In May 2021, the Open Markets Institute released a database [[link removed]] tracking many of the state anti-monopoly efforts covering policies such as municipal broadband, prohibitions on worker noncompetes, and mandates on minimum privacy protections. In that report, we detail, for instance, how Massachusetts has required car manufacturers to provide access to vehicle repair and diagnostics information to owners and independent repair shops. The Massachusetts law (which was expanded in 2020 to include telemetric data) shows the true depth and robust capability of state laws to regulate the industry.

The Epic Games decision underscores how citizens can expand their use of state regulations to make it easier for individuals and independent businesses to fight unfair, predatory, and exclusionary business conduct, even by the most powerful global corporations.

At Open Markets event, Usher and Thompson discuss news industry’s influence, inequity, and fragility

Open Markets senior fellow Nikki Usher [[link removed]], in discussing her new book during a Wednesday webinar with a leading editor, asserted that ensuring the news industry’s transformation and survival requires not only overcoming its economic fragility, but also acknowledging its role in perpetuating inequities and the status quo.

The New York Times’ Matt Thompson [[link removed]], a news leader with experience in radio, daily newspapers, magazines, and nonprofits, addressed the dissonance between individuals represented in the newsrooms and the news, as well as the role of place as a proxy for journalists’ power and influence. Both topics are major themes in News for the Rich, White and Blue: How Place and Power Distort American Journalism [[link removed]] , [[link removed]] published in July.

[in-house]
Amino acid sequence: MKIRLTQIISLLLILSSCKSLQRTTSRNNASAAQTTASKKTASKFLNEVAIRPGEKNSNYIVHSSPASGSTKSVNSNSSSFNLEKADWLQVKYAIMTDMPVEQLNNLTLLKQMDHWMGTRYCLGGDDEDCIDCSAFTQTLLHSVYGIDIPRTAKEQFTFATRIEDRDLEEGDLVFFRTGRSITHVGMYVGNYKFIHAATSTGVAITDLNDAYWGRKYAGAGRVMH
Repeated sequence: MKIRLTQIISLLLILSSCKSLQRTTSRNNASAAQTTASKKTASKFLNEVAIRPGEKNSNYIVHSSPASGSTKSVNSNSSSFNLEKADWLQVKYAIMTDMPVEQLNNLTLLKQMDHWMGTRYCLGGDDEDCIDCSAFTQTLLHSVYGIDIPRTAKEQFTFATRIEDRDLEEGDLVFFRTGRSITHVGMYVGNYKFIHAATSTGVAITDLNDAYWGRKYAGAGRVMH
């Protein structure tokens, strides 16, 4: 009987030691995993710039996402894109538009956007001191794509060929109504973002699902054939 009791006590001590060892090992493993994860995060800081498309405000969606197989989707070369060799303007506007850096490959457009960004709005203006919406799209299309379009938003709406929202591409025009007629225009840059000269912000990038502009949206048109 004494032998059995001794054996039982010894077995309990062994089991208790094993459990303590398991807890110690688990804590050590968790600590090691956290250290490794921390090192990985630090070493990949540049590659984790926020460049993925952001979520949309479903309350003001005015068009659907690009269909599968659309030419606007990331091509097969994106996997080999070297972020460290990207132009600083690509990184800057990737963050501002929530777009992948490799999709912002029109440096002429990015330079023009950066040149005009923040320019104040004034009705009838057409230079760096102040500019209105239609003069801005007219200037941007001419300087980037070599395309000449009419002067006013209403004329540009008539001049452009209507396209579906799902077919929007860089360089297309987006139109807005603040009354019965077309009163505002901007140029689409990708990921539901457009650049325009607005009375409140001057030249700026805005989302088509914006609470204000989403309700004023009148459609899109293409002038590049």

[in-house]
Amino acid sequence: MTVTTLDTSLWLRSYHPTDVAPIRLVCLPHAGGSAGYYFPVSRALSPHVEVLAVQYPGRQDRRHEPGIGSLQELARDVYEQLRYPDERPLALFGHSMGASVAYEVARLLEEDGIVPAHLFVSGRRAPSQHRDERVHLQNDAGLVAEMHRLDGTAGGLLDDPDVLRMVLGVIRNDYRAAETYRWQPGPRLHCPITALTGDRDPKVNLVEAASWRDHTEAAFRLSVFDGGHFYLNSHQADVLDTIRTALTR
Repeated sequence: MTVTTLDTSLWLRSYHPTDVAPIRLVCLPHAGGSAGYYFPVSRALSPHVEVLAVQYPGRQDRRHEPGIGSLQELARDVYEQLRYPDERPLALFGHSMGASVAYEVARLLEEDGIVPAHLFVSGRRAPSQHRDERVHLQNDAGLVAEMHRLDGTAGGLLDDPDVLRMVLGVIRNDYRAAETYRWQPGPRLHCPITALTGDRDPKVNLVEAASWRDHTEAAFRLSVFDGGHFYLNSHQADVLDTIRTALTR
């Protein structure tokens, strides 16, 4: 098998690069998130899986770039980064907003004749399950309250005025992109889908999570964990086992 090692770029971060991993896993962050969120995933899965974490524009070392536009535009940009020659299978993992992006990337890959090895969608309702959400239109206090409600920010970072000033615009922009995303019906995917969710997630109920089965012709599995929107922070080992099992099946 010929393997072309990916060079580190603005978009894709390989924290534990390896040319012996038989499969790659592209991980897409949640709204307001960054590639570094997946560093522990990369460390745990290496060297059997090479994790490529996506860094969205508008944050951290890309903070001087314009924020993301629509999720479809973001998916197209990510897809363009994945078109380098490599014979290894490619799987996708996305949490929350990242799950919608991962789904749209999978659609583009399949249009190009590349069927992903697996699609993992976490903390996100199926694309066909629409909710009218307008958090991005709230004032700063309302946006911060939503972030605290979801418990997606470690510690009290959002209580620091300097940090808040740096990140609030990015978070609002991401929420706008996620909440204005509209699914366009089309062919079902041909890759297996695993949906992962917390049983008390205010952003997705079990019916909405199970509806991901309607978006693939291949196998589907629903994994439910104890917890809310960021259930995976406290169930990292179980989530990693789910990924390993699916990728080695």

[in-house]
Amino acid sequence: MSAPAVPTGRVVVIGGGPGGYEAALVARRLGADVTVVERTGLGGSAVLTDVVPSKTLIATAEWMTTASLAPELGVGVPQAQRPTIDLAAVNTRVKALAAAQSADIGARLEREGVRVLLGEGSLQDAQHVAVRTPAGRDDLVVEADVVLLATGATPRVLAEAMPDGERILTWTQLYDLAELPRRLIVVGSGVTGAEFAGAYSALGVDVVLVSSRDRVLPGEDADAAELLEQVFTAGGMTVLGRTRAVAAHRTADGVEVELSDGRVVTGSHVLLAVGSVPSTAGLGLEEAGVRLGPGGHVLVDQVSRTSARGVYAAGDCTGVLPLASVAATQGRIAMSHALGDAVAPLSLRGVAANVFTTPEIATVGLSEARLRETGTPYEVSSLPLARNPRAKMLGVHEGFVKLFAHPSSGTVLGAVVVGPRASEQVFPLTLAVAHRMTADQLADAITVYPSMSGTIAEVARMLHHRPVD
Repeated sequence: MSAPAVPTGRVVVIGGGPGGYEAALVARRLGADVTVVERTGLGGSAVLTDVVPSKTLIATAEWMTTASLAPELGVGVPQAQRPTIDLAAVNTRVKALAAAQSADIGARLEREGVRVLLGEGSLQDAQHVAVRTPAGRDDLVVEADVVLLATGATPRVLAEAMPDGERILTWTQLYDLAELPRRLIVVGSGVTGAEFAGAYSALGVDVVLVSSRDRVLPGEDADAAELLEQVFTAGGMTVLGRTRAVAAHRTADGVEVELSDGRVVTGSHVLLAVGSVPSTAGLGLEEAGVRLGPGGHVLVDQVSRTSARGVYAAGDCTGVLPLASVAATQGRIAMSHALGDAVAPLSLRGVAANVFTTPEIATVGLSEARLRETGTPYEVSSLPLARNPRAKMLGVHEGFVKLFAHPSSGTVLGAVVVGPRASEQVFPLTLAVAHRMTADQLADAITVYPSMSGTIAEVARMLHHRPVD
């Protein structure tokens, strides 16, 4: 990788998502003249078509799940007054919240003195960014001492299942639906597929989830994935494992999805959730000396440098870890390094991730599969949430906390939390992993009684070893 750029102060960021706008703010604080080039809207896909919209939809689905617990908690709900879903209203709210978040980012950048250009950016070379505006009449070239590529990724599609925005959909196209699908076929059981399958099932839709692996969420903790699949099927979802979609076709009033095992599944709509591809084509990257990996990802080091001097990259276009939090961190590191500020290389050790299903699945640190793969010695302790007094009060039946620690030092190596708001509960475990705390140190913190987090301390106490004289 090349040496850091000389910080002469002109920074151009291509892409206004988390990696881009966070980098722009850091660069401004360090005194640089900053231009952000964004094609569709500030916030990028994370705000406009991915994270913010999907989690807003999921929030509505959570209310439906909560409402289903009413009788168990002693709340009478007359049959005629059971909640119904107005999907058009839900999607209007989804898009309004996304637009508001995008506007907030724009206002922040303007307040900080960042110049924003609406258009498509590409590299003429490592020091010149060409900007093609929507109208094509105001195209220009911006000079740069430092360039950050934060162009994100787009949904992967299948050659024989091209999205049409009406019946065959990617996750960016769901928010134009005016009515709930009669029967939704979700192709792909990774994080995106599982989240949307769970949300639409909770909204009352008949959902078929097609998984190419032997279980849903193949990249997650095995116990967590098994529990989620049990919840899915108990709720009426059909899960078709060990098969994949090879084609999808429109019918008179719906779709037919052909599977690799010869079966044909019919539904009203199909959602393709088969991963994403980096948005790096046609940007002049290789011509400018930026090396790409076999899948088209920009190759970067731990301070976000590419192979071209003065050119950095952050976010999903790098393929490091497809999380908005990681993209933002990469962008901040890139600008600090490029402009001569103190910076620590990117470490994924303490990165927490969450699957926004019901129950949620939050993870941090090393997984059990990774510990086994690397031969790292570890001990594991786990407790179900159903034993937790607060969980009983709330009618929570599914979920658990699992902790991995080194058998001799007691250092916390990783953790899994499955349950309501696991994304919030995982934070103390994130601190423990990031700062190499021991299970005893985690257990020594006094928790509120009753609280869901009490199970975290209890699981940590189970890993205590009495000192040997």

Usher stressed the importance of making news organizations more competitive to ensure their survival. This could mean, for example, intervention from the executive branch in eliminating anti-competitive barriers. “Some of the ways for leveling the playing field is breaking down monopolies,” she said, which would span from hedge funds taking over local media to Big Tech platforms such as Facebook, Google, or Amazon.

The pair also discussed the need to challenge today's “culture of the press” that bears an ideal of professional success tied to geographic centers of power, and the negative impact of the pandemic in distancing journalists from people of different backgrounds.

For more, order the book [[link removed]], read reviews [[link removed]] or learn more about [[link removed]] the discussion [[link removed]].

Monopolies Suck: 7 Ways Big Corporations Rule Your Life and How to Take Back Control, by Sally Hubbard, is now out in paperback

Sally Hubbard’s 2020 book, Monopolies Suck: [[link removed]] 7 Ways Big Corporations Rule Your Life and How to Take Back Control [[link removed]] is now available in paperback. Hubbard, Open Markets’ director of enforcement strategy, wrote Monopolies Suck as an accessible quick-read to help people understand how monopolies make their lives harder every day, and what they can do about it. To order the book or see the reviews, click here [[link removed]].